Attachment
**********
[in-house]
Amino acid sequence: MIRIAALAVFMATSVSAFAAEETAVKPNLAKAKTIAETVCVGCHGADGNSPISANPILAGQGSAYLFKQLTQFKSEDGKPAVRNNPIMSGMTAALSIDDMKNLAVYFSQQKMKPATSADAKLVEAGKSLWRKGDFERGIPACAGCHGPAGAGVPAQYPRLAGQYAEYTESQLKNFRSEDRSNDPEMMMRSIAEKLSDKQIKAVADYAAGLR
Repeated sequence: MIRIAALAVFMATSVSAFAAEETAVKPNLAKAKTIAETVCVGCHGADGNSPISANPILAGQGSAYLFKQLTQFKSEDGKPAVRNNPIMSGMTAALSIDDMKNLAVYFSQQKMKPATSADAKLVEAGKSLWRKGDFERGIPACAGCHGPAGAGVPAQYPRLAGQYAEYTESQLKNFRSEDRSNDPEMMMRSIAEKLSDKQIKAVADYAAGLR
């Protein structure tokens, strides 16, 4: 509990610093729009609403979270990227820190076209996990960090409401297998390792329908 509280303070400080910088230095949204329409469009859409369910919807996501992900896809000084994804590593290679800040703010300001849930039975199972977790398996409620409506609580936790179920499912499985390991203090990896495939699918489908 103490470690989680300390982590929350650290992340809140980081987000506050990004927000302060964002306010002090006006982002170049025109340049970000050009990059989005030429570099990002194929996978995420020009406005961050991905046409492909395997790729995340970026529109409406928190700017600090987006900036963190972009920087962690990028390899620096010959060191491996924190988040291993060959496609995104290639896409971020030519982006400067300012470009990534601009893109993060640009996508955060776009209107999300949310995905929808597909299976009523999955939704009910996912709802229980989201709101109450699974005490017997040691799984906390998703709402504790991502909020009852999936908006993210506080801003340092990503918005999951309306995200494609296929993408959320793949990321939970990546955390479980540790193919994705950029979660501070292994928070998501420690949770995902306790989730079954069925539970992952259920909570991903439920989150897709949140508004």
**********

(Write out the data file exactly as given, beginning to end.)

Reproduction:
[in-house]
Amino acid sequence: MIRIAALAVFMATSVSAFAAEETAVKPNLAKAKTIAETVCVGCHGADGNSPISANPILAGQGSAYLFKQLTQFKSEDGKPAVRNNPIMSGMTAALSIDDMKNLAVYFSQQKMKPATSADAKLVEAGKSLWRKGDFERGIPACAGCHGPAGAGVPAQYPRLAGQYAEYTESQLKNFRSEDRSNDPEMMMRSIAEKLSDKQIKAVADYAAGLR
Repeated sequence: MIRIAALAVFMATSVSAFAAEETAVKPNLAKAKTIAETVCVGCHGADGNSPISANPILAGQGSAYLFKQLTQFKSEDGKPAVRNNPIMSGMTAALSIDDMKNLAVYFSQQKMKPATSADAKLVEAGKSLWRKGDFERGIPACAGCHGPAGAGVPAQYPRLAGQYAEYTESQLKNFRSEDRSNDPEMMMRSIAEKLSDKQIKAVADYAAGLR
């Protein structure tokens, strides 16, 4: 509990610093729009609403979270990227820190076209996990960090409401297998390792329908 509280303070400080910088230095949204329409469009859409369910919807996501992900896809000084994804590593290679800040703010300001849930039975199972977790398996409620409506609580936790179920499912499985390991203090990896495939699918489908 103490470690989680300390982590929350650290992340809140980081987000506050990004927000302060964002306010002090006006982002170049025109340049970000050009990059989005030429570099990002194929996978995420020009406005961050991905046409492909395997790729995340970026529109409406928190700017600090987006900036963190972009920087962690990028390899620096010959060191491996924190988040291993060959496609995104290639896409971020030519982006400067300012470009990534601009893109993060640009996508955060776009209107999300949310995905929808597909299976009523999955939704009910996912709802229980989201709101109450699974005490017997040691799984906390998703709402504790991502909020009852999936908006993210506080801003340092990503918005999951309306995200494609296929993408959320793949990321939970990546955390479980540790193919994705950029979660501070292994928070998501420690949770995902306790989730079954069925539970992952259920909570991903439920989150897709949140508004």